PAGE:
Tuesday, November 30, 2004

Guilt-Free Ice Cream Eating!

Ice cream is my happy food.

I love ice cream.
I love ice cream.
I love ice cream.
I heart ice cream.
I absolutely love ice cream.

This is my solution to eating loads of ice cream and trying not to grow fat. Like Ms. Bridget Jones, I would love to have a relationship with Ben and Jerry, but unfortunately I don’t have skinny-skinny genes and so an alternative is needed. No fear, Fruitfull is here! Perhaps I’m being self-delusional in thinking that this is healthier, but it feels healthier and so it is. I found this ice cream a few months ago in this organic shop I happen to pop in, after that day, I used to beg my brother to drive by while we were around that area and so he was really happy when one fine day when we popped into the shop and THE ICE CREAM BOX DISAPPEARED! I was very upset.

However, I have found a place that sells it again and just that day I found some other place that brings in Fruitfull ice creams. I have tried a few flavours, however my memory fails me. The last flavour I had was mango cream which was heavenly. What I like about it is that it feels healthy, they have real fruit chunks in them and they have a wide variety of flavours to choose from which is wonderful. If you aren’t a fruity tooty type, then they have something that would meet your taste buds as well, they have a range of ice creams called Happy Indulgences Decadent Dips, which are creamier and they have CHOCOLATE COATING! Some of the flavours include – Chocolate Dipped Mud pie, Chocolate Dipped Strawberry Cream and Chocolate Dipped Banana Split. The wonderful news is that they contain less fat than other premium ice creams. Isn’t that simply wonderful? So the next important information is where to get these wonderful things. The first box I found is in Yogi Hub, the organic vegetarian shop that I reviewed. The second ice cream box is at a pharmacy at far east square. (I apologise for the vague directions but it’s worth the hunt). Price-wise, they aren’t your walls 20 cents ice creams unfortunately, like with organic and all these other healthy foods that u buy, they come with a price, my mango cream set me back S$2.90 a stick and I think the Happy Indulgences are about S$3.50. I like them still with the healthy factor of: no/low fat, saturated fat, sodium and cholesterol … there are some things in life that you have to enjoy, and ice cream is on my list.

Saturday, November 27, 2004

Yogi Hub: Natural.Organic.Healthy Living

Yogi Hub
1 Boon Tat Street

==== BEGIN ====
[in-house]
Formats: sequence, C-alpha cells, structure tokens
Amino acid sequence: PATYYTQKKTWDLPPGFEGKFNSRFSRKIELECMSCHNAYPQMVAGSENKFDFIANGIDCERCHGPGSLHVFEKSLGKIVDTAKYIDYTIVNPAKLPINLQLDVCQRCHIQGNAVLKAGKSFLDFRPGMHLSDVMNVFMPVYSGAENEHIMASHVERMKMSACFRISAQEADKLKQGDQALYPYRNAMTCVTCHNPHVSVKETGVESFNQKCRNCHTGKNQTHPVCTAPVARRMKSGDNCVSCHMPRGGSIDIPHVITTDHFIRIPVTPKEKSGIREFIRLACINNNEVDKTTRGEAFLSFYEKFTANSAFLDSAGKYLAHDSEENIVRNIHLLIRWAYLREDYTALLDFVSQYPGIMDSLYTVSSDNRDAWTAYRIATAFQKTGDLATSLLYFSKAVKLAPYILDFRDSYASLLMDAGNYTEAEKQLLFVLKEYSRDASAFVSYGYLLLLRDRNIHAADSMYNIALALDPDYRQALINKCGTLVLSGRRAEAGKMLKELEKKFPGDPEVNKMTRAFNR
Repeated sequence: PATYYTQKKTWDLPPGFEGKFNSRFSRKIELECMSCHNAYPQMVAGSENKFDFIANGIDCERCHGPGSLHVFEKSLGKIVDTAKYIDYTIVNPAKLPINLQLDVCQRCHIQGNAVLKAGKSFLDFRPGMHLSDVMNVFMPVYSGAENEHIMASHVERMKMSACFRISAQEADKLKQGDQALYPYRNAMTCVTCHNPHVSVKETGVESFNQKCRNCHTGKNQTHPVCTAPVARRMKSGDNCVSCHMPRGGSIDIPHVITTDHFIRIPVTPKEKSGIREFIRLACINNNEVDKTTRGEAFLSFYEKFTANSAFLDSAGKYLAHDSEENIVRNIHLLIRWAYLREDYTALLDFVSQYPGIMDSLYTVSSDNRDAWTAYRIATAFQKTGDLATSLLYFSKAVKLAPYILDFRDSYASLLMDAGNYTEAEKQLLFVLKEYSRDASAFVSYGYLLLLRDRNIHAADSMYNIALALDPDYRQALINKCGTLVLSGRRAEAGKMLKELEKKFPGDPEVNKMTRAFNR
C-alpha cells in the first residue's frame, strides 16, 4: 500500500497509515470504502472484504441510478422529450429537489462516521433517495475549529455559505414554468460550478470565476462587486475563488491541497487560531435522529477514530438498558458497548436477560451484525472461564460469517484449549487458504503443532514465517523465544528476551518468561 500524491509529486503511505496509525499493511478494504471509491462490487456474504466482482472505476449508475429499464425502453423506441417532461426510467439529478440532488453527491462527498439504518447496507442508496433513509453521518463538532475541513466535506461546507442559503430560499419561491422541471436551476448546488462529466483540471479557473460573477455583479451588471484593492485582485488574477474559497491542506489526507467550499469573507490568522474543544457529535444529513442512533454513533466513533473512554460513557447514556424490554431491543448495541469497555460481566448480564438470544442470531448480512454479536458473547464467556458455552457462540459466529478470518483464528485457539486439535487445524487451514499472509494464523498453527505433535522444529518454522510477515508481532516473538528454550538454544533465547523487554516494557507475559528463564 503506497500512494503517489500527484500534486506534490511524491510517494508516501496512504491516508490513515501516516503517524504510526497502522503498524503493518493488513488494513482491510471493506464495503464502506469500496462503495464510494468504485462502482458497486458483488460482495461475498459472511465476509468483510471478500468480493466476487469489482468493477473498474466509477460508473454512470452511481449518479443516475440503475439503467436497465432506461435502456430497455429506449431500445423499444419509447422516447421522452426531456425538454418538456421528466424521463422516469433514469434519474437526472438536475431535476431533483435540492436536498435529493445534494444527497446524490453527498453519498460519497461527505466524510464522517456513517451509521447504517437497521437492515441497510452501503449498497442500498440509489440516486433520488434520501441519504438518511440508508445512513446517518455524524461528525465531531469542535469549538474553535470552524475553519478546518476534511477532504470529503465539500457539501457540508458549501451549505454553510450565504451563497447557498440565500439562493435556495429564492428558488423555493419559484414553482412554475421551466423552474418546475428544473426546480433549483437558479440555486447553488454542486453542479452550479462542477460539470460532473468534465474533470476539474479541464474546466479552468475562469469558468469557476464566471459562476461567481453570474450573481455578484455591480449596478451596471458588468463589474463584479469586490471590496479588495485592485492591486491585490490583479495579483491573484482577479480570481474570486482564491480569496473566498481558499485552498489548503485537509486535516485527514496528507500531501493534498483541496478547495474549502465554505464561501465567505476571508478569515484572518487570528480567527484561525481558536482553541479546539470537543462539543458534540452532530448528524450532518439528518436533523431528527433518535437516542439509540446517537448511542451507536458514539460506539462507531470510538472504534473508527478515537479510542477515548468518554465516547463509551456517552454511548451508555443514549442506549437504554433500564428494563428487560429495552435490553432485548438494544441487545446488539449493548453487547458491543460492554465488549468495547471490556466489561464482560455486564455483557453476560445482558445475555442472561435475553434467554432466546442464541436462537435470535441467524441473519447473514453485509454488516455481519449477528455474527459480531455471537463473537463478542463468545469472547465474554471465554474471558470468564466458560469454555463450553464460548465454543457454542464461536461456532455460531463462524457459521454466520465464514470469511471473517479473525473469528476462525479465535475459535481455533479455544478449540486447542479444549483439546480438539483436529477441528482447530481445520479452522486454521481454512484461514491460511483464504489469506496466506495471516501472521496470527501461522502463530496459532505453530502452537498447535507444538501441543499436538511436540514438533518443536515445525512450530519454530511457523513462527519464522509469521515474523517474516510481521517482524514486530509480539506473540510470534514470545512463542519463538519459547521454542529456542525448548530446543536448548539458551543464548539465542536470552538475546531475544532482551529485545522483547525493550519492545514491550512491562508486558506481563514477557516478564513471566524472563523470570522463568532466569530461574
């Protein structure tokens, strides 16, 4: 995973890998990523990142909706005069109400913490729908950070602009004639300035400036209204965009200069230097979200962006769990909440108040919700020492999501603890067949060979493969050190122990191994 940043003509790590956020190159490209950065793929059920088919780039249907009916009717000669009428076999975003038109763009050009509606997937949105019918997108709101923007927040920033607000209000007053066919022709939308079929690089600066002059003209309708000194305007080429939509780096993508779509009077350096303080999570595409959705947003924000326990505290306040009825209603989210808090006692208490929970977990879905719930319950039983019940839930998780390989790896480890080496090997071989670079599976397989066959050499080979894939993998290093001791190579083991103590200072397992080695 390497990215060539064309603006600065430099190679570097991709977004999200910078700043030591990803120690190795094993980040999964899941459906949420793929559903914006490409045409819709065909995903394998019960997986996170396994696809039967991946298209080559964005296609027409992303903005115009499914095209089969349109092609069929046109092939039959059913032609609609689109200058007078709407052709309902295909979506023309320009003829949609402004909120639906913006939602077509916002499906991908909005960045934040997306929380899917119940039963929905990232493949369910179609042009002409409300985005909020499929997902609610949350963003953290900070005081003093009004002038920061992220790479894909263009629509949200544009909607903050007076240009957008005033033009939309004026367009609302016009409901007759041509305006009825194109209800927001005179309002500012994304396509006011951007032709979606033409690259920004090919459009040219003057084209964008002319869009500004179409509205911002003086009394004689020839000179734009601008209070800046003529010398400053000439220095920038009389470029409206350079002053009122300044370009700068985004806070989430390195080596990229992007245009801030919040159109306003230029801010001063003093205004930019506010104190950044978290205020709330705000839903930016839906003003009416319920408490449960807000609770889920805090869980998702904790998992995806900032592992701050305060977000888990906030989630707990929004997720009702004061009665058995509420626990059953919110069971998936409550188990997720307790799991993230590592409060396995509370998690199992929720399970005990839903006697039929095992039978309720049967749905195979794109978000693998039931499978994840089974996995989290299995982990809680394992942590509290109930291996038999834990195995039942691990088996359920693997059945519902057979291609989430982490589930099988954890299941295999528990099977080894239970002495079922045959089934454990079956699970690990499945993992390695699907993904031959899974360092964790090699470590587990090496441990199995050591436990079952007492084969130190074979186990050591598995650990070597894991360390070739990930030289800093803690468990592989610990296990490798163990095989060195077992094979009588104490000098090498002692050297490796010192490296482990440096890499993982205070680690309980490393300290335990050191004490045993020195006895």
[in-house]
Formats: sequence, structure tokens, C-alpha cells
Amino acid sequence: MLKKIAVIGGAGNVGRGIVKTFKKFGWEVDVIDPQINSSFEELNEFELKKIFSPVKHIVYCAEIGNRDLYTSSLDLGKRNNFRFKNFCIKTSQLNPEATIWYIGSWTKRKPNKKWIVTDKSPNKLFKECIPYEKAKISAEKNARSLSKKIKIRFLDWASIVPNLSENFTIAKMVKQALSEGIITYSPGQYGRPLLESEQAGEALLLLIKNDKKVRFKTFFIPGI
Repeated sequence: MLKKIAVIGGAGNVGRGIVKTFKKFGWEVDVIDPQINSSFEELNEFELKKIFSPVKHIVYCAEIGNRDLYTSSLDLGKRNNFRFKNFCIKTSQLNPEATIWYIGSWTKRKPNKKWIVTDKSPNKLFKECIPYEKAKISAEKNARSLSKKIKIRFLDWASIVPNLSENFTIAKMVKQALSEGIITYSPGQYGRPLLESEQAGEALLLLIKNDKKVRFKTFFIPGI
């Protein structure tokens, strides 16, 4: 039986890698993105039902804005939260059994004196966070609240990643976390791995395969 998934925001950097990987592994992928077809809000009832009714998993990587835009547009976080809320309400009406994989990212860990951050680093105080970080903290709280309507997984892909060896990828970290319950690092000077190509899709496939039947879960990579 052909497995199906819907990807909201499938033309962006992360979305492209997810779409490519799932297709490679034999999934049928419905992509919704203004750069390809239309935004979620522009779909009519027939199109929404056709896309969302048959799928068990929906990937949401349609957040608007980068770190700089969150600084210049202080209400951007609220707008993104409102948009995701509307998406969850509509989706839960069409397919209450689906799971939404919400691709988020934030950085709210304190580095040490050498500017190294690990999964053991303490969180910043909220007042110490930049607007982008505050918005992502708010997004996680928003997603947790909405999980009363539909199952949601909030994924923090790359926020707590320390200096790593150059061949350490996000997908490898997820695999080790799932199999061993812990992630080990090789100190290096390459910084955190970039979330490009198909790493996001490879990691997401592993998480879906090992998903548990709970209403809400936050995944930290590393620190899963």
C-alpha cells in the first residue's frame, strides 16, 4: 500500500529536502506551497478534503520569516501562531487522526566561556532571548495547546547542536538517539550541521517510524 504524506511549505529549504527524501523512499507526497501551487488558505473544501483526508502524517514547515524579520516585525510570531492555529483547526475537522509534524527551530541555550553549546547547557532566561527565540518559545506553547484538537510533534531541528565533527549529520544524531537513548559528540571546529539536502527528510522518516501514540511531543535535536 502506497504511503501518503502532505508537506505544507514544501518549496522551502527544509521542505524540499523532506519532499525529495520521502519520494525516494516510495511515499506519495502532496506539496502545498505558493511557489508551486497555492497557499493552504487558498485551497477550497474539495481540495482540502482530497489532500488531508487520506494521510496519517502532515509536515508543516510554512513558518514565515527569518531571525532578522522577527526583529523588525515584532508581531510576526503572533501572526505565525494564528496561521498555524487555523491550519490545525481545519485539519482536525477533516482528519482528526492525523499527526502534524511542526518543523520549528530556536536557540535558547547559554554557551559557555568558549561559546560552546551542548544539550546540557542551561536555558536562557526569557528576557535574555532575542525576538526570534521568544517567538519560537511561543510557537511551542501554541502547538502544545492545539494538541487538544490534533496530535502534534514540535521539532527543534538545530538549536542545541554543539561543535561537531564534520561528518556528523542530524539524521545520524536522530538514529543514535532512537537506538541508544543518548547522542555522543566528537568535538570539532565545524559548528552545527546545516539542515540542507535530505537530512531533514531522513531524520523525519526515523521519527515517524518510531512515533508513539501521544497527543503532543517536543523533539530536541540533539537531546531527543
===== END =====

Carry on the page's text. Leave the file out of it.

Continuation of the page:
#01-01, Singapore 069511
Tel: 62204344

Dried Mushroom Noodles

I have found a place where I would go to after a night of drinking and getting completely sloshed. This place sells organic food products and they serve up some organic vegetarian dishes which were rather interesting. I had the dried mushroom noodles which were only S$6. Mix everything up and start slurping your noodles, its pretty good, and it might cure your misconception of organic vegetarian food tasting like cardboard. Other things that they have here are gado-gado, a vegetarian pasta, fried rice and the salad that we tried was rather tasty too. Nothing is above S$10, and if anything, you’ll feel like for once you didn’t abuse but respected your body and gave it good food. Although, I don’t think I could survive as an organic vegetarian, but this would be my detox place after those days of just having too much of anything.

Sunday, November 21, 2004

My Meepok!

Mushroom Minced Pork Mee
located in Rong Fa Eating House

Blk 150 Bishan Street 11,

Perhaps after the fiercely debated topic of which political party would win the elections in Singapore, the most common debate that has come up with Singaporeans: Where is the Best Mee Pok in Singapore?

My favourite Meepok Stall in Bishan

Even between my family, we have our differing opinions and we have come to a point where we have agreed to disagree. We have had our own internal mee pok battle, where we've been to each of our personally nominated favourite stalls: sampled, judged, criticized and stubborn voted for our own stalls as the best. So at the end of the day, its really all a matter of taste, some want more fishballs, other more minced meat, other want some old-school teochew meepok, so really, there are too many variables to make the perfect meepok.

This place is one of my favourites. This was my nomination in the meepok battle that we had due to a number of reasons. One, it is an unsung hero in our culinary island. Everyone has heard of the Bedok meepok and the ones that have been repeatedly featured by the different food programmes, but this one is tucked in a corner on my side of the island in Bishan, which would go unnoticed with its no-fuss, no-nonsense, straight talking name of: Mushroom Minced Pork Mee. Two, the Meepok-tah is vinegar based, which I prefer to the ketchup based ones. Three the chili packs a mean punch. Four, if you have the soup instead, it is fantastic and it even has wolfberry in it! Five, a large bowl is only S$3. Six, despite the many restaurants that I go to and absolutely love, this was the one thing I really missed when I lived abroad for half a year, MY MEEPOK. Being the fruitcake that I am, I went to this stall nearly every day for a week before I left for Europe for six months and it was one of the first places I went back to when I got home. Need more reasons? Go there yourself and add it to my list.

Monday, November 15, 2004

Liang Kee Restaurant - Back to my Teochew roots

Liang Kee Restaurant
737 Havelock Road
Singapore 169653
Tel: 62787026

Stir-fried fish heads with bitter gourds